The Science of Memory & Aging

Both body and mind tend to regress with age. The rate will differ from one person to another based on genetics, lifestyle, and other pertinent factors. Most people are able to carry on with life independently while others require care because of mental decline. To gain an understanding of memory loss, why it occurs and who it affects, it’s important to know the basics associated with memory loss and aging. The infographic below will provide you with insights into how and why memory loss occurs and how to cope with it.

Related program: B.A in Psychology

UF Online Infographic: The Science of Memory and Aging

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Memory Loss in the US

Studies have tried to quantify the extent of memory loss in the U.S. As it turns out, a large number of people suffer from it in one form or another. More than half of those surveyed said that they have trouble remembering names and about a third admit to forgetting the birthday of friends and family. Roughly, 13% of Americans above the age of 60 report an increase in confusion and forgetfulness.

The number of people who suffer from Alzheimer’s Disease has been growing steadily. 5.3 million individuals have the condition as per the latest figures and the overwhelming majority are people over 65 years old with 3.2 million women and 1.9 million men affected. Only 0.2 million individuals are under 65, providing a clear picture of old age as a risk factor. One in every nine Americans over 65 suffer from this disease though early onset Alzheimer’s has been known to affect people in their 40s. If the projection holds, there will be 13 million Americans with the condition by 2050.

Normal Memory Loss and Cognitive Decline Patterns

It is normal for memory to fade and cognition to decline over the years. By our mid-20s, memory, reasoning, and comprehension will already begin to drop. Cognitive speed, the rate at which we process information, declines by approximately 1% every year starting from our 30s. Our memory is no longer as sharp as we would like it to be in our 40s and we begin to experience general cognitive decline by 60. These should be expected as we age and mild memory loss is not brought about by any underlying condition.

Aging with Alzheimer’s is different in that everything becomes worse than usual. Whereas a normal person may exhibit occasional poor decision-making, an affected person will show signs of it frequently. Other signs include the inability to manage a budget, difficulty maintaining a conversation, forgetfulness regarding the placement of objects, and the inability to keep track of time.

Possible Causes of Memory Loss

Scientists have tracked down several possible causes from food intake to emotional state. For instance, they point to a deficiency in Vitamin B12 as a culprit. This condition affects 3.2% of Americans, which is more than 10 million people. Concussions are another common reason along with traumatic brain injuries. There are 2.2 million cases of these annually. Depression can also cause havoc with memory with research suggesting that up to 12% may be lost due to this. As much as 7.2% of the population or roughly 23 million Americans suffer from depression.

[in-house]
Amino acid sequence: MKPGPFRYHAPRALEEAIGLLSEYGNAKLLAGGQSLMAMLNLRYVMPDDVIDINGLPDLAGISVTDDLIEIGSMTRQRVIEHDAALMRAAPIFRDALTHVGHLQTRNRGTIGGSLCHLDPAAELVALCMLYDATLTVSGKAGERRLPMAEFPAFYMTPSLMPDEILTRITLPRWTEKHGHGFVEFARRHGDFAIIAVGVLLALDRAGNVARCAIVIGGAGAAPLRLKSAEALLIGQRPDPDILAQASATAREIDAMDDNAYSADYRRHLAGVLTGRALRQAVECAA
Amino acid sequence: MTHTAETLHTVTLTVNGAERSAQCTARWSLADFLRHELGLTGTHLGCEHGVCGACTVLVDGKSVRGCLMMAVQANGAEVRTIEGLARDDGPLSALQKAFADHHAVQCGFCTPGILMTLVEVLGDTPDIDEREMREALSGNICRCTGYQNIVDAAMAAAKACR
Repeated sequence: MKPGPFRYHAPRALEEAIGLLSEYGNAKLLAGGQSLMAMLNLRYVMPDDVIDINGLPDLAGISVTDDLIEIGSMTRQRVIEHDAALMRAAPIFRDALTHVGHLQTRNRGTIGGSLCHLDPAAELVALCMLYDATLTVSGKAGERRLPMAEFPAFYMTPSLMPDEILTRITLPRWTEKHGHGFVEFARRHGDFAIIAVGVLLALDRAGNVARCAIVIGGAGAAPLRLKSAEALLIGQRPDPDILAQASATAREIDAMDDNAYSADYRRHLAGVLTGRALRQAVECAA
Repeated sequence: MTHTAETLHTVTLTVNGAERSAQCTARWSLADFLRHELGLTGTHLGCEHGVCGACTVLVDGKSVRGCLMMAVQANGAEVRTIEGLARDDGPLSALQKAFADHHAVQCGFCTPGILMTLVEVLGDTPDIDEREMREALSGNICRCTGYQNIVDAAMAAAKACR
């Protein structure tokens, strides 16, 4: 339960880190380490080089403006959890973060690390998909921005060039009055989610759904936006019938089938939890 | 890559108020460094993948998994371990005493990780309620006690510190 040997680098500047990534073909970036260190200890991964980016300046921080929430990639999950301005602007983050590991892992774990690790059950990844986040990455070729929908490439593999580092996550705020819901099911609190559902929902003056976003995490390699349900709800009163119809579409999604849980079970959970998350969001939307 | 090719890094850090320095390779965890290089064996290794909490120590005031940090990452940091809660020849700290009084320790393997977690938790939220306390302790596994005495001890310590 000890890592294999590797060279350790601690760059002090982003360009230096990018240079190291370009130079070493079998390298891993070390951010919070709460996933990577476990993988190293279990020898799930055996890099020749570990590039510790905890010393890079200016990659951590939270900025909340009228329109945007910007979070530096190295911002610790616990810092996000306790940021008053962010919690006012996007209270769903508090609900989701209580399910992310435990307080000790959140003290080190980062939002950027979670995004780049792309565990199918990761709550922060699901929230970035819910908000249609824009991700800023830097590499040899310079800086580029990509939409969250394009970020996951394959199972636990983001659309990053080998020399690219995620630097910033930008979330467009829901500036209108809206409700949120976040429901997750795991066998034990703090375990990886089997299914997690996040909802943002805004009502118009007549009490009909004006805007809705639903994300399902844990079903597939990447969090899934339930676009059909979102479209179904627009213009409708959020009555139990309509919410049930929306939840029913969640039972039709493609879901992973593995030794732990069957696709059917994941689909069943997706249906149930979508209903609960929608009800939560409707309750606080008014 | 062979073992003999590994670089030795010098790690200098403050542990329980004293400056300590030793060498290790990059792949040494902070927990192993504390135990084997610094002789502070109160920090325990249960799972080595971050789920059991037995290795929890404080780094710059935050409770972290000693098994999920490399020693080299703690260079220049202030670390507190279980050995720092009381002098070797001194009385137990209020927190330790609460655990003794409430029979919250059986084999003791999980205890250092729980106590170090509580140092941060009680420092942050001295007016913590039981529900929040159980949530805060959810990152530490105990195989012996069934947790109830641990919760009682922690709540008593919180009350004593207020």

Genetic mutation is theorized to be among the causes of normal decline. A certain protein strand called RbAp48 has been isolated as a trigger. Dehydration is another possible cause, as the brain needs water to function correctly. Going without hydration for just 4 hours could already be detrimental with longer periods having a bigger impact. Poor sleeping habits must be adjusted, as the body needs ample sleep to function properly. Getting less than 5 hours a night will not only lead to poor recall but also trigger the creation of false memories.

Tips for Maintaining Memory

A number of things can keep the mind sharp. Chocolate lovers will rejoice because cocoa has flavanols that can lead to a 25% increase in recall performance with daily consumption. Physical activity at a rate of 120 minutes per week of moderate intensity has been shown to increase the size of the hippocampus, the part of the brain responsible for learning and verbal memory. Being sedentary has the opposite effect with obese persons exhibiting hippocampus shrinkage at a faster rate than normal. Meditation is another good way to increase concentration and retention. Finally, older persons should try to interact with a bigger social network to avoid cognitive decline.

When to Seek Professional Help

Memory loss should not be dismissed as a typical sign of old age. There may be a more serious issue at fault, like Alzheimer’s Disease, which should be diagnosed immediately so that it can be addressed and properly treated. Seek professional help if the problem escalates to the point that is disrupts daily life. Confusion with time or place, withdrawal from work or social activities, difficulty speaking or writing, and trouble understanding visual images are signals that medical intervention has become necessary.